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Home :: Archive :: 2000 :: April ::
Re: Anagrams in Twelfth Night
The Shakespeare Conference: SHK 11.0833  Tuesday, 18 April 2000.

[1]     From:   John Drakakis <
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        Date:   Monday, 17 Apr 2000 17:37:56 +0100
        Subj:   RE: SHK 11.0815 Re: Anagrams in Twelfth Night

[2]     From:   Edmund M. Taft <
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        Date:   Tuesday, 18 Apr 2000 00:14:32 +0000
        Subj:   Anagrams in TN


[1]-----------------------------------------------------------------
From:           John Drakakis <
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Date:           Monday, 17 Apr 2000 17:37:56 +0100
Subject: 11.0815 Re: Anagrams in Twelfth Night
Comment:        RE: SHK 11.0815 Re: Anagrams in Twelfth Night

It's all Greek to me.

Yours sincerely,
John Drakakis

[2]-------------------------------------------------------------
From:           Edmund M. Taft <
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Date:           Tuesday, 18 Apr 2000 00:14:32 +0000
Subject:        Anagrams in TN

David Bishop's continuation of the "code" begun with "MOAI" yields
"MOAILLVO," indicating that Malvolio is "ill"-hardly surprising given
that this is Illyria we are in!  He secretly wishes others ill (his name
means that), and they, in turn, react by wishing him "ill," illustrated
most perhaps by Maria, who, ironically, stands to profit and rise from
Malvolio's fall.

More generally, it may be that the near anagrams in this play point out
that illness in some form attends every lover in this play.  Orsino
wants second-hand love; Malvolio wants to rise in station by means of
love; Olivia starts the play too much in love with a dead brother;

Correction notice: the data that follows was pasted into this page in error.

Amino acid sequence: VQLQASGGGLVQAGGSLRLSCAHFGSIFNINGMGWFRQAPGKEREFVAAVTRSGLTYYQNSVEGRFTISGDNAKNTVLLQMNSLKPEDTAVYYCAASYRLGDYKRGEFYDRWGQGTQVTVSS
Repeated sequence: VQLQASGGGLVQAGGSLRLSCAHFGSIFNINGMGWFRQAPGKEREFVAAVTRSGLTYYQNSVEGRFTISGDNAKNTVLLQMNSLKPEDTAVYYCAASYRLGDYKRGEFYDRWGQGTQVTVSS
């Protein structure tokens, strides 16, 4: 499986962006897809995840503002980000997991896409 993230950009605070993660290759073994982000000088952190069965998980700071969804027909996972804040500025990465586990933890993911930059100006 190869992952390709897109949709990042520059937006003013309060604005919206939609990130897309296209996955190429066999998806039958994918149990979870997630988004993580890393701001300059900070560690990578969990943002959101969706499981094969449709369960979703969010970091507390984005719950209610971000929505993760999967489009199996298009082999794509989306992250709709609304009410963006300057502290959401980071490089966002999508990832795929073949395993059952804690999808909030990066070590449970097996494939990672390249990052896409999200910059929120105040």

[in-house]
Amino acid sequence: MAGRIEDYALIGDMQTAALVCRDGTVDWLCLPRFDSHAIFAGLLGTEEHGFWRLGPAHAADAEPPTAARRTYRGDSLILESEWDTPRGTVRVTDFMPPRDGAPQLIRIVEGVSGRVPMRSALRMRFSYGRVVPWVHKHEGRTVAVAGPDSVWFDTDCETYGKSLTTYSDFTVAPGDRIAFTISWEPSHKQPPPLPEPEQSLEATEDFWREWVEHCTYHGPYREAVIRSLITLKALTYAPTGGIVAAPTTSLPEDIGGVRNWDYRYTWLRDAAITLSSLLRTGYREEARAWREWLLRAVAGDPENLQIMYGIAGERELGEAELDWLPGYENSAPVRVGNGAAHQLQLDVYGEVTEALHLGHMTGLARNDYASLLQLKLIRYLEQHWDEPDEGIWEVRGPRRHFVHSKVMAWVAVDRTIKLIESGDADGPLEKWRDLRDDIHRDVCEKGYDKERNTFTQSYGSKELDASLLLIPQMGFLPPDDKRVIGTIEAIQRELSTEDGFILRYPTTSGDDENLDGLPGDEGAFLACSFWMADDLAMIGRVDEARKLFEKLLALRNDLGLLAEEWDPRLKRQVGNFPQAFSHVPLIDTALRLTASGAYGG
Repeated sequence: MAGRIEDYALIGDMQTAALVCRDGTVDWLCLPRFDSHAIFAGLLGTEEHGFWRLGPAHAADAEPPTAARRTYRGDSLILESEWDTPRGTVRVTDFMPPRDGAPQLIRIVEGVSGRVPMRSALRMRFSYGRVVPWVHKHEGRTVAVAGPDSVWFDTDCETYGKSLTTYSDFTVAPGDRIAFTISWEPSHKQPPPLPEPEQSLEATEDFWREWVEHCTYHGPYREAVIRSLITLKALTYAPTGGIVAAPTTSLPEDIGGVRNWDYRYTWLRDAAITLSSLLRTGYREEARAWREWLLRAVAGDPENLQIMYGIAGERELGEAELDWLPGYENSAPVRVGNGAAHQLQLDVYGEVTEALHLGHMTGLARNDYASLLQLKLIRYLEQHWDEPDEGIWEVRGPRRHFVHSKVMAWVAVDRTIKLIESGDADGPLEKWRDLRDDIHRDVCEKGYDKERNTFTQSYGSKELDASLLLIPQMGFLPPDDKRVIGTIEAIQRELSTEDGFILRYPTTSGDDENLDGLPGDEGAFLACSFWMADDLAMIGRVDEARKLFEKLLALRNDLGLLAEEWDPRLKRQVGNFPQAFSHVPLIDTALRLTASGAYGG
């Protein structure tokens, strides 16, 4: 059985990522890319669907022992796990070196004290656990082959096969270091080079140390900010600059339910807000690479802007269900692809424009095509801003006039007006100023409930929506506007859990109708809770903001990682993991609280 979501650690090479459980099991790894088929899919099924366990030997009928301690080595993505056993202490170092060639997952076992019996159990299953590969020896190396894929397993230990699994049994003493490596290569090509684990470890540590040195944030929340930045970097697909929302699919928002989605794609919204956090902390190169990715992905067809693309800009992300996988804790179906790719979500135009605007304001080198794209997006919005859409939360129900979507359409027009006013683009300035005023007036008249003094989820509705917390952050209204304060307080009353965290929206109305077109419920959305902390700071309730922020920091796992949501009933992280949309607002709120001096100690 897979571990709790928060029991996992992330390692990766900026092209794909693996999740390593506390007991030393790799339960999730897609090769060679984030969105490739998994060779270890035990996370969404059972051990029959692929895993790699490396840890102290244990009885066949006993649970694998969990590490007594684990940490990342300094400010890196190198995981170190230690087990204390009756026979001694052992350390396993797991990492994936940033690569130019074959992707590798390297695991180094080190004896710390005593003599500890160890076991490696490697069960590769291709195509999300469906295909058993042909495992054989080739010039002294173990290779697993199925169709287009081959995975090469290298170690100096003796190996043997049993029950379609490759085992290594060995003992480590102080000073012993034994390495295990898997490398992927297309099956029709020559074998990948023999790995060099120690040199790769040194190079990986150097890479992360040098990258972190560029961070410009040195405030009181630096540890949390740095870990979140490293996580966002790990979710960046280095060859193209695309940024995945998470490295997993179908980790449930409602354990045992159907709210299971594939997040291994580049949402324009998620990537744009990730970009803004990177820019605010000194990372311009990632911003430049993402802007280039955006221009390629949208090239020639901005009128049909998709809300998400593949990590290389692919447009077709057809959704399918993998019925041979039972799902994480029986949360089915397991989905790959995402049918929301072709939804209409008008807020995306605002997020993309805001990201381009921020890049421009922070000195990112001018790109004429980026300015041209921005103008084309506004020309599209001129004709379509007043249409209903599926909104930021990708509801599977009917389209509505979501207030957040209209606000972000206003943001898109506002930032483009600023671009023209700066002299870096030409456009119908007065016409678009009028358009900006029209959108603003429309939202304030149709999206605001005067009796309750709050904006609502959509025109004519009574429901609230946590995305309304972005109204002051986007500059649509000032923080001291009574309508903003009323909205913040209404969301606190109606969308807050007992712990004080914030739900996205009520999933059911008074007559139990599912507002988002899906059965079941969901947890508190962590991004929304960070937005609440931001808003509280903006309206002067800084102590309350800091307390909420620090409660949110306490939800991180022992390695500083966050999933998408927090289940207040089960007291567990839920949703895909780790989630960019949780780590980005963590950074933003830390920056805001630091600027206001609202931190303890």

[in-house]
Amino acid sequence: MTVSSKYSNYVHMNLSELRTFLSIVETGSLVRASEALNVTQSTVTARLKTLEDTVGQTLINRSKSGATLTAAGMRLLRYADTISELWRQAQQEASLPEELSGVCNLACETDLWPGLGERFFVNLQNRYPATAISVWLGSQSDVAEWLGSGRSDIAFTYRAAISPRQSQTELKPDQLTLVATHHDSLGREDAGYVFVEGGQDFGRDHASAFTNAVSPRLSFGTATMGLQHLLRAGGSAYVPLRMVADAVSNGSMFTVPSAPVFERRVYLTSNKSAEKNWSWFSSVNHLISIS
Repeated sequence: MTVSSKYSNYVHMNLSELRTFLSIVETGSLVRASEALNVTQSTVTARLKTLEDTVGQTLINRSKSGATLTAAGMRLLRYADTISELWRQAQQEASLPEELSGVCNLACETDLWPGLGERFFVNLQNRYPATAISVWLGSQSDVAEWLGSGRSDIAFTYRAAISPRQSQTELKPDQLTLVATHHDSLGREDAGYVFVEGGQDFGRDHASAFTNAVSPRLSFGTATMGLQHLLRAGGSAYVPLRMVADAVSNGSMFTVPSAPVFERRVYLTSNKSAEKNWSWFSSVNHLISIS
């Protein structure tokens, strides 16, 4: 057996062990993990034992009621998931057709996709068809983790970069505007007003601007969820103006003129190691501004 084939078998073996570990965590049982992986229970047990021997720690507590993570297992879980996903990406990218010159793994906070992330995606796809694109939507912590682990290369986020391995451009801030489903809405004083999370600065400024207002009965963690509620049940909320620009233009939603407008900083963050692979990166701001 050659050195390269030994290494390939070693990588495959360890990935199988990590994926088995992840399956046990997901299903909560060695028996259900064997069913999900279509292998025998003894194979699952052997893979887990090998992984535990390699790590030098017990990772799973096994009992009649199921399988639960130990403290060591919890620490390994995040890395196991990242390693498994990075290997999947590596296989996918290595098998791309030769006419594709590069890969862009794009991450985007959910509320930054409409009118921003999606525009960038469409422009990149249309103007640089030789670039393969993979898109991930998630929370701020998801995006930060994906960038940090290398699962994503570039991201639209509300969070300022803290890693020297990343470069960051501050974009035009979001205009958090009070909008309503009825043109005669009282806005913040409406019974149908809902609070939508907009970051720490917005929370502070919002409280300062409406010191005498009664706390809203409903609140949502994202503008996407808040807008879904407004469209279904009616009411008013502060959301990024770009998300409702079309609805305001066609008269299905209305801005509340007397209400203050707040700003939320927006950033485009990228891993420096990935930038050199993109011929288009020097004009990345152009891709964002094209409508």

Viola's love contains at least a hint of masochism (See 5.1.130-131);
Sir Andrew, like Orsino, lives a vicarious life of second-hand love;
Maria and Sir Toby love each other because each admires how the other
uses people to further personal ends; Sebastian's love is opportunistic;
and, interestingly, a case can be made that Antonio's love for Sebastian
is the purest and the most powerful in the play-though I grant that the
same case can be made for Viola's love.  But even Antonio is "ill" in
that he is reckless in pursuit of his love.

Interestingly, a lot of the love in this play is associated with death:
Olivia's, Aguecheek's, Antonio's, Orsino's (in 5.1, and theoretically,
throughout the play), and also Malvolio's (after all, what kind of
revenge will he take?)  His earlier punishment for "lunacy" was sensory
deprivation, the equivalent of a "living death."

Love may be a kind of madness and a kind of illness, but it is a
universal way to both fight and experience death!  In a way, Malvolio is
the figure of death (dressed in black) in this play, the killjoy who
ruins the party by telling us that it's time to pack it in.  In turn,
Maria and the others, allegorically, try to trap/kill death, but he
escapes in the end and, appropriately for death, promises to be revenged
on everybody!

HE WILL KEEP HIS PROMISE!  (You can count on it.)

--Ed Taft
 

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